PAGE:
Is it necessary to stretch yes or yes before and after exercise?

Most of us were taught as kids that not stretching before or after exercising is like a deadly sin. It is often said that if you skip your stretching routine, you will be more prone to suffer injuries, pain and, in general, a worse training.

But is this concept backed by science? Is it really necessary to stretch before and after each exercise?

“The easiest way to answer this question would be no,” says Dr. Samantha Smith, associate professor of clinical orthopedics and rehabilitation at Yale School of Medicine.

But the longer answer, experts say, is that depends on the type of exercise you are doing, as well as your fitness goals. Here’s why.

What do the studies show?

If you’re about to do an exercise that doesn’t involve a large range of motion, such as jogging for a few miles at a relatively steady pace, you don’t need to stretch beforesays David Behm, a sports science research professor at Memorial University of Newfoundland.

There are many different types of elongation, but for this article we are talking about static elongationin which you hold still in a position to stretch a muscle.

In such a case, a simple heating with dynamic movements -such as lunges, squats, butt kicks and high knees- will properly prepare your body.

Although some evidence is conflicting, most research also suggests that the static stretching has no effect on performance during strength and power training, or can even hinder it. (Strength training involves performing movements such as jumping jacks or explosive lifts to work on both speed and strength.)

Strength exercises that involve large movements, such as squats or the bench press, stretch the muscles just like elongations, says Behm.

Therefore, stretching before a lifting session would not improve performance (nor would it be a great use of time).

The evidence on the need for stretching before and after exercise is not always conclusive. Illustrative photo Shutterstock.

In addition, the elongations can slightly fatigue the muscles and tendonsSo if you’re stretching your quads and glutes before doing squats, for example, that could hinder your workout.

Many people stretch before exercising to reduce the risk of injury, but there’s also a lot of conflicting evidence on this topic, Behm says.

For example, he and his colleagues found in a 2021 review that while static stretching before exercise doesn’t always reduce injury risk, they do reduce muscle and tendon injuries when performed before exercises that require agility and explosive movements, such as sprints, jumps, or twists.

How to prepare for physical exercise

The ideal preparation for exercise consists of two steps, according to Eduardo De Souza, an associate professor of health sciences and human performance at the University of Tampa.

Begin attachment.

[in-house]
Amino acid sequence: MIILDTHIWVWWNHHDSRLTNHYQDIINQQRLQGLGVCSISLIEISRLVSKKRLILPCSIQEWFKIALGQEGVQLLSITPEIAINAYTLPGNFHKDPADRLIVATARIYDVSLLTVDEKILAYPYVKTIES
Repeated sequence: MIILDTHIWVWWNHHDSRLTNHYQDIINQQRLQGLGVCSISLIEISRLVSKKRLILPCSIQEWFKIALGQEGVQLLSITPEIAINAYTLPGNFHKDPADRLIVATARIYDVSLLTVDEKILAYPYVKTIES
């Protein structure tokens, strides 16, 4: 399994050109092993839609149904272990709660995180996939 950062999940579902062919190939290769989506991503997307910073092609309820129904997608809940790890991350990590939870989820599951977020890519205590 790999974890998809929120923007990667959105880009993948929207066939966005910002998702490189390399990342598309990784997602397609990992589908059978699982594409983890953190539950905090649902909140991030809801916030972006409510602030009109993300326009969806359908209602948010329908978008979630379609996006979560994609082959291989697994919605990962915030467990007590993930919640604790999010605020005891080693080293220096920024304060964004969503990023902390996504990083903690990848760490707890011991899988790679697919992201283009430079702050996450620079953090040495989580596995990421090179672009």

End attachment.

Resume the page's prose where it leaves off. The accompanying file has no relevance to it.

First of all, you have to raise body temperature with a warm up: light jogging, jumping rope, or light cycling, for example. “And then do a rehearsal of the movements for what comes next.”

That is, dynamic movements that stretch the full range of motion of the muscles, such as lunges or arm circles.

And the elongations after training?

According to Behm, many people stretch after training because they think it will help them recover and minimize sprains. But “the literature on this is very conflicting,” Smith added.

When it comes to stretching after lifting weights to prevent muscle soreness, for example, “there were studies that showed a positive benefit and studies that didn’t show any benefit,” he said.

Similarly, in a 2021 review, researchers found no evidence that static stretching after a workout speeded recovery (or did anything at all). With that said, Smith did not see any evidence that stretching as part of the cool down after a workout is detrimental.

In another 2021 review, Behm and his team found that stretches to minimize punctures only work if you have a constant stretching routineseparate from other workouts, that is done regularly before beginning strenuous exercise.

These elongations should last between 30 and 60 seconds for each muscle groupand performed at least twice a week.

After training you have to cool down well, and stretching is one way to do it, according to De Souza, just like foam rolling or walking. Although, he added, there isn’t enough research to determine which cooling method will make you feel the best after a workout.

Stretching routines help improve flexibility.  Illustrative photo Shutterstock.

Stretching routines help improve flexibility. Illustrative photo Shutterstock.

When do you have to stretch?

If you want to improve your flexibility or mobility, stretch various muscle groups between 30 and 60 seconds a day can help you, according to Smith. It can also be beneficial in ways you may never have realized.

People don’t often think of stretching to improve flexibility as a type of exercise or training in and of itself, Smith says, but add a stretch routine to your weekly training regimen can help you reach your flexibility goals.

Stretches can also help loosen tight muscles. But be careful, Smith said, as “an injured muscle or a weak muscle is often a tight muscle.” If a muscle feels tight and sore, it’s a sign that it might be injured, so you should see a doctor before you start stretching it.

Other benefits of regular stretches include improving balanceas well as help with joint and muscle pain, Behm said.

But rather than focus on whether or not to stretch, it’s important to Smith to look at the big picture of fitness — “that being strong, having good balance, having good coordination” are all important goals to push yourself with various types of exercise.

Stretching can be part of that, but if it doesn’t fit into your schedule or your goals, you don’t have to force it.

©The New York Times

Translation: Patricia Sar


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